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Yves Saint Laurent Art Collection Sale is a Work of Art
The last week of February may have been a disappointing month for British art - where works by Banksy including an iconic Kate Moss portrait failed to sell – but that may have been because the most prominent art collectors, music and fashion glitterati were attending the sale of Yves Saint Laurent and Pierre Bergé's private art collection.
Since the death of the Paris designer, his partner Pierre saw the art as ‘meaningless’ and wanted the collection sold so that the proceeds could create a new foundation for HIV research. The three day affair, held at the Grand Palais in Paris, saw works by Matisse, Picasso and Gainsborough sell alongside bronzes, ornaments and furniture from throughout the ages - with some pieces more than tripling their initial estimate.
Perhaps most surprising was Eileen Gray's Dragon Chair, a small wooden and leather chair, which sold for €19.5 million, versus its estimate of €3 million. Other records included a sculpture by the Romanian artist Constantin Brancusi bought for €29 million, again well above the estimated price, and Henri Matisse ‘Cowslips on blue and pink cloth’ sold for a record €32 million smashing the previous record in 2007 for similar work by the painter. However the item expected to fetch the highest price, Picasso's cubist work Instruments de Musique sur un Gueridon (‘Musical Instruments on a Table’) failed to reach a minimum price. The piece was expected to fetch to €30 million but the highest bid was €21 million and remains unsold.
Christie's chief executive officer Edward Dolman said, "If your business is auctions and your life is spent in the art business, this must surely be the greatest moment in our careers. Tonight we saw Paris reclaim its position at the centre of the world's art market. The eye of Yves Saint Laurent and Pierre Bergé throughout made the provenance of this particular collection irresistible to the world."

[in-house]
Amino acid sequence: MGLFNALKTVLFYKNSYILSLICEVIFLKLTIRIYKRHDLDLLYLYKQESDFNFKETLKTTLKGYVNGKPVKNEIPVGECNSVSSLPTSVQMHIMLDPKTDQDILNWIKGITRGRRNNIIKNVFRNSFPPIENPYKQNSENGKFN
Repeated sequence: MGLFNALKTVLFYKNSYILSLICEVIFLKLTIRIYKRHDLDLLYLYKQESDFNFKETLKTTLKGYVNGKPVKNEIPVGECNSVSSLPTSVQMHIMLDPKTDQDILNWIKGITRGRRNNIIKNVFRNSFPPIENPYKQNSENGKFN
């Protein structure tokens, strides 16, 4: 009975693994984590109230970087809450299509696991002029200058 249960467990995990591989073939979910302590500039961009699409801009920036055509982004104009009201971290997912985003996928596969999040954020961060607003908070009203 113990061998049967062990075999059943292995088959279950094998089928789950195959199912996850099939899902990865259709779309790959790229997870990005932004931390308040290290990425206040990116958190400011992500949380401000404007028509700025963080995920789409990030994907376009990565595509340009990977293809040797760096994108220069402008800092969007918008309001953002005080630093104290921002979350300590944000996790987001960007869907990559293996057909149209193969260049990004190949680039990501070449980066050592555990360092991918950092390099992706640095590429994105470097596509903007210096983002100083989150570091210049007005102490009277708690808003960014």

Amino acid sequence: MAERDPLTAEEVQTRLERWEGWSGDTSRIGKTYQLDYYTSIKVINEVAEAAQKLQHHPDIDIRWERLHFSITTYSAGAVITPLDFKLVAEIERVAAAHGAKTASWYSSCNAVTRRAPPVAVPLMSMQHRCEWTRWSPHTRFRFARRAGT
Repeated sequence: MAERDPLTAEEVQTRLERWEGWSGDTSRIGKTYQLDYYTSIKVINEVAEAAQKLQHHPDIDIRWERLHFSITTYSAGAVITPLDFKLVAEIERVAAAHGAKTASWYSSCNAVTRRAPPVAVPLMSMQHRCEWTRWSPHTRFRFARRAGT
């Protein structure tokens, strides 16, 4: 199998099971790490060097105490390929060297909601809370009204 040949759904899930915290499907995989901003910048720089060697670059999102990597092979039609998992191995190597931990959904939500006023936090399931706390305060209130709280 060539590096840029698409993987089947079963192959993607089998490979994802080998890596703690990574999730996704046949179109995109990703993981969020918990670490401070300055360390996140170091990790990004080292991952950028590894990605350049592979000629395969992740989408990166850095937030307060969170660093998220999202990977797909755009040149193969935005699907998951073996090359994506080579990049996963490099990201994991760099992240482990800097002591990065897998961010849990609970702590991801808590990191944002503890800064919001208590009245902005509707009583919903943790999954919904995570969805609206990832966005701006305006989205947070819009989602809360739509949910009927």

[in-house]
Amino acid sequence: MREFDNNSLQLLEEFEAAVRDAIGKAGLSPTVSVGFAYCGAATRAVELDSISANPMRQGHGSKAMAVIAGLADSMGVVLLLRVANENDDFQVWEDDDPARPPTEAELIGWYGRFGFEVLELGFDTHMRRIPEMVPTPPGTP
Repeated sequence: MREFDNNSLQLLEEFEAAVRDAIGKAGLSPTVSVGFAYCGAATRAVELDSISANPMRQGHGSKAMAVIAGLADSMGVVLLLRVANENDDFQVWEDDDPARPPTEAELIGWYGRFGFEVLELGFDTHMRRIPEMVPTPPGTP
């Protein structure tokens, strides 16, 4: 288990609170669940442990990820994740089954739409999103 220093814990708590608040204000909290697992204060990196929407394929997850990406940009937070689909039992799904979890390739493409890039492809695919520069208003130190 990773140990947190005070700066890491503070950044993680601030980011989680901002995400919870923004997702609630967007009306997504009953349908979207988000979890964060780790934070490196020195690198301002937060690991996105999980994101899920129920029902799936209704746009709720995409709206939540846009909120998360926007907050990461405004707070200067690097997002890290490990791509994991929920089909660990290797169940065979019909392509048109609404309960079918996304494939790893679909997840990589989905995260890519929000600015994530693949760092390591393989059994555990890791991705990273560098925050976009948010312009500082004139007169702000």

"Gathering a collection of this importance is a work of art," Bergé explained. "And I'm sure Yves Saint Laurent and I; we made a work of art." As the largest private art auction in history came to a close amassing a record €500 million, surely few would dispute that.
Egg-ceedingly Rare Exhibitions at Antiques for Everyone
A giant egg, possibly the largest in the world, laid in the early 17th century by the Great Elephant Bird of Madagascar will be one of the most extraordinary exhibits ever to appear for sale at the Antiques for Everyone fair at the NEC, Birmingham, UK which takes place during Easter week, from Thursday 16th to Sunday 19th April 2009.
Belonging to antique dealer John Shepherd from Kent, the egg is larger than any known egg, with a circumference exceeding a metre, greater in size than a rugby ball, and is more than 350 years old.It is also larger than any other known egg, including dinosaur eggs. The Elephant Bird (Aepyornis) was a flightless bird, larger than an ostrich at more than ten feet tall and weighed as much as half a ton, as contemporary accounts and bone fragments reveal. It became extinct in the mid 1600s, hunted out of existence by the inhabitants of Madagascar. The egg will be on sale for £5,000.
Antiques for Everyone has been running since 1986 and is widely regarded as a major international event for connoisseurs, collectors and trade buyers. The fair features more than 350 dealers from the UK, Europe and America and is a major forum for the UK antiques trade.
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